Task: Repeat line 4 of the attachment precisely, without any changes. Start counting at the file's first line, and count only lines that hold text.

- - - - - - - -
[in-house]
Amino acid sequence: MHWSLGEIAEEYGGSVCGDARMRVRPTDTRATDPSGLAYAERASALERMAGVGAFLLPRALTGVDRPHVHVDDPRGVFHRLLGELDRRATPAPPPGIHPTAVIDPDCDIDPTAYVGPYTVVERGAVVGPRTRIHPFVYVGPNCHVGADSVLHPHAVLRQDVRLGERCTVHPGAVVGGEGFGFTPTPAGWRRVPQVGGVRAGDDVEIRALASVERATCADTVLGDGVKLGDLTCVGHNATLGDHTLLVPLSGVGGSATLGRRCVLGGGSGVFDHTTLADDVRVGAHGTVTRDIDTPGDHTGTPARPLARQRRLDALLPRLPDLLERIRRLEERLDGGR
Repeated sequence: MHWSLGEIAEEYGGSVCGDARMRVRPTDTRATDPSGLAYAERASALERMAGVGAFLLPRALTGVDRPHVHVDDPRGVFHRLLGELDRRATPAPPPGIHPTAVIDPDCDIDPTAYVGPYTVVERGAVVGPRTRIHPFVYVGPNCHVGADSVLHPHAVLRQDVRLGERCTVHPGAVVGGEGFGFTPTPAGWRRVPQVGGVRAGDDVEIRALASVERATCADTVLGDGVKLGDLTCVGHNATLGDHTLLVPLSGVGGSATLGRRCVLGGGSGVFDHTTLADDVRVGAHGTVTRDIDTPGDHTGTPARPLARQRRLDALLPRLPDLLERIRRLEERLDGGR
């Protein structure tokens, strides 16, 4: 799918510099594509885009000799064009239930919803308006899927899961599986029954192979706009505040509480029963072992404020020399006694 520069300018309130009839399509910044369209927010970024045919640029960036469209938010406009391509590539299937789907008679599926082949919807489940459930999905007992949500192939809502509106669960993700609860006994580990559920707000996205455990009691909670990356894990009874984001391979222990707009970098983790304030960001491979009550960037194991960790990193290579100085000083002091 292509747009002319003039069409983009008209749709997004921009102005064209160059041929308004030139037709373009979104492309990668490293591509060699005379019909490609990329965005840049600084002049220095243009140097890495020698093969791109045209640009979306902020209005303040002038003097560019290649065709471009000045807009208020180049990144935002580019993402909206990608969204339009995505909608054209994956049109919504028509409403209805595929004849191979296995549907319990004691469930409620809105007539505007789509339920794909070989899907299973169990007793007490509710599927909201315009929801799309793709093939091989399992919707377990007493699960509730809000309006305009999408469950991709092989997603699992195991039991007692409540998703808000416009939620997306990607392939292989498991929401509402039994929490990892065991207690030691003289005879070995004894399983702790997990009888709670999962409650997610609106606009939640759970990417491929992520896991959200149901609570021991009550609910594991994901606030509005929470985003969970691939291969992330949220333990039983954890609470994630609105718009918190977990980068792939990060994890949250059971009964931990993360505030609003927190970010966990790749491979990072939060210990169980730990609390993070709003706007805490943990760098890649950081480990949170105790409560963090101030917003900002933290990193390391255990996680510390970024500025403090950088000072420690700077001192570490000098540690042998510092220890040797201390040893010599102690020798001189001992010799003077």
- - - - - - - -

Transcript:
């Protein structure tokens, strides 16, 4: 799918510099594509885009000799064009239930919803308006899927899961599986029954192979706009505040509480029963072992404020020399006694 520069300018309130009839399509910044369209927010970024045919640029960036469209938010406009391509590539299937789907008679599926082949919807489940459930999905007992949500192939809502509106669960993700609860006994580990559920707000996205455990009691909670990356894990009874984001391979222990707009970098983790304030960001491979009550960037194991960790990193290579100085000083002091 292509747009002319003039069409983009008209749709997004921009102005064209160059041929308004030139037709373009979104492309990668490293591509060699005379019909490609990329965005840049600084002049220095243009140097890495020698093969791109045209640009979306902020209005303040002038003097560019290649065709471009000045807009208020180049990144935002580019993402909206990608969204339009995505909608054209994956049109919504028509409403209805595929004849191979296995549907319990004691469930409620809105007539505007789509339920794909070989899907299973169990007793007490509710599927909201315009929801799309793709093939091989399992919707377990007493699960509730809000309006305009999408469950991709092989997603699992195991039991007692409540998703808000416009939620997306990607392939292989498991929401509402039994929490990892065991207690030691003289005879070995004894399983702790997990009888709670999962409650997610609106606009939640759970990417491929992520896991959200149901609570021991009550609910594991994901606030509005929470985003969970691939291969992330949220333990039983954890609470994630609105718009918190977990980068792939990060994890949250059971009964931990993360505030609003927190970010966990790749491979990072939060210990169980730990609390993070709003706007805490943990760098890649950081480990949170105790409560963090101030917003900002933290990193390391255990996680510390970024500025403090950088000072420690700077001192570490000098540690042998510092220890040797201390040893010599102690020798001189001992010799003077």